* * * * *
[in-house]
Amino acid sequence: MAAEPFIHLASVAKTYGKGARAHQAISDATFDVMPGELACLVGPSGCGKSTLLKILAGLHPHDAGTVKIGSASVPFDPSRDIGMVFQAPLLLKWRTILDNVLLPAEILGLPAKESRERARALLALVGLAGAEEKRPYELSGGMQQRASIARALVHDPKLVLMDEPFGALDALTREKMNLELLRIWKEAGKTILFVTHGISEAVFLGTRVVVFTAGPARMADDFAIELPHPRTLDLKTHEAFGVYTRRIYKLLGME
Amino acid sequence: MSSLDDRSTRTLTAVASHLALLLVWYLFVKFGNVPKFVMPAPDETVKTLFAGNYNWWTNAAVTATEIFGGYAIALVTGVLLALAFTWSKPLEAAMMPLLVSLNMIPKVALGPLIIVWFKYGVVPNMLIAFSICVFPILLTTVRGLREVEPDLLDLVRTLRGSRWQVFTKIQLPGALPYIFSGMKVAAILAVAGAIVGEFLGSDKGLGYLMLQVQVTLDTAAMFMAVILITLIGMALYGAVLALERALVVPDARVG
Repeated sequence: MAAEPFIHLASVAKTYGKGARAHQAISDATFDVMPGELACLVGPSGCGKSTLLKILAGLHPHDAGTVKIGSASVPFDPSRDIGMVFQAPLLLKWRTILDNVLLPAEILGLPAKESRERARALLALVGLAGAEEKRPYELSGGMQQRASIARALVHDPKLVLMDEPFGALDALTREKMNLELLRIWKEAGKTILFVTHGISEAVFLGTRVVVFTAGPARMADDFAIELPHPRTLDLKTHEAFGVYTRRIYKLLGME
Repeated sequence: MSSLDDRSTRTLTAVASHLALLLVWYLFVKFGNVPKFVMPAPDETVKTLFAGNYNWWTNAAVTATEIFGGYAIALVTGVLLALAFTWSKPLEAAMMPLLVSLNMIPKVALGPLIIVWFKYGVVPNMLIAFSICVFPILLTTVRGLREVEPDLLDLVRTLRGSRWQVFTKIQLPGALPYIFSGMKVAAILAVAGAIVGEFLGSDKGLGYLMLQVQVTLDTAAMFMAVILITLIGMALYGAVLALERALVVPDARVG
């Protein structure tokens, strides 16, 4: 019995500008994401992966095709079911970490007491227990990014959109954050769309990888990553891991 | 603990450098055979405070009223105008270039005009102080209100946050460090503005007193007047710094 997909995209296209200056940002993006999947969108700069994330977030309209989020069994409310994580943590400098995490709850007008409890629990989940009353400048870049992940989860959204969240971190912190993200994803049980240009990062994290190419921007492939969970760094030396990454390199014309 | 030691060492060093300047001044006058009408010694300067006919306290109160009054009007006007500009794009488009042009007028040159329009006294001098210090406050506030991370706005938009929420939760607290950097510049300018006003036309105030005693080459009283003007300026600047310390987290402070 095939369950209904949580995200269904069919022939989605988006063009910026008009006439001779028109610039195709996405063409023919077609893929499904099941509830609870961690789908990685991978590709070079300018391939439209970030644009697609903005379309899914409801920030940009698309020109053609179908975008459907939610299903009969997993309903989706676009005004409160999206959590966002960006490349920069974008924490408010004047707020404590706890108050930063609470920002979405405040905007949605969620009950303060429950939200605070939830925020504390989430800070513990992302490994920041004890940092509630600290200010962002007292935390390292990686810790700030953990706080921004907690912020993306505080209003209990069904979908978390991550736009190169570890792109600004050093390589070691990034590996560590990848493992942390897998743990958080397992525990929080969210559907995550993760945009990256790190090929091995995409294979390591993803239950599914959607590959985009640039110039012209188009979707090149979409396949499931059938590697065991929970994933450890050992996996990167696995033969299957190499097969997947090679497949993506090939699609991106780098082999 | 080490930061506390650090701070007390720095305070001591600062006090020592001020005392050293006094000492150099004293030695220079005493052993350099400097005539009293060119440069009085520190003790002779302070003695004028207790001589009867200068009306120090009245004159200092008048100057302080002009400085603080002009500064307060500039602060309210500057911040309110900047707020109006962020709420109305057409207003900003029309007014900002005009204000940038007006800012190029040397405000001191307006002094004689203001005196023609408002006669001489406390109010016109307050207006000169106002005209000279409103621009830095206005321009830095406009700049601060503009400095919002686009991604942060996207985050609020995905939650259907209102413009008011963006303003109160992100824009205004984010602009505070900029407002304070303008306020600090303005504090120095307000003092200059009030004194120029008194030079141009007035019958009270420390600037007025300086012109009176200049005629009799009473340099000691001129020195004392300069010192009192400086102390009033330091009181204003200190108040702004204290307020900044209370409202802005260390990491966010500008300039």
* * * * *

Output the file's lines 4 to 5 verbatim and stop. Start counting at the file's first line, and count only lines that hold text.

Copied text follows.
Repeated sequence: MAAEPFIHLASVAKTYGKGARAHQAISDATFDVMPGELACLVGPSGCGKSTLLKILAGLHPHDAGTVKIGSASVPFDPSRDIGMVFQAPLLLKWRTILDNVLLPAEILGLPAKESRERARALLALVGLAGAEEKRPYELSGGMQQRASIARALVHDPKLVLMDEPFGALDALTREKMNLELLRIWKEAGKTILFVTHGISEAVFLGTRVVVFTAGPARMADDFAIELPHPRTLDLKTHEAFGVYTRRIYKLLGME
Repeated sequence: MSSLDDRSTRTLTAVASHLALLLVWYLFVKFGNVPKFVMPAPDETVKTLFAGNYNWWTNAAVTATEIFGGYAIALVTGVLLALAFTWSKPLEAAMMPLLVSLNMIPKVALGPLIIVWFKYGVVPNMLIAFSICVFPILLTTVRGLREVEPDLLDLVRTLRGSRWQVFTKIQLPGALPYIFSGMKVAAILAVAGAIVGEFLGSDKGLGYLMLQVQVTLDTAAMFMAVILITLIGMALYGAVLALERALVVPDARVG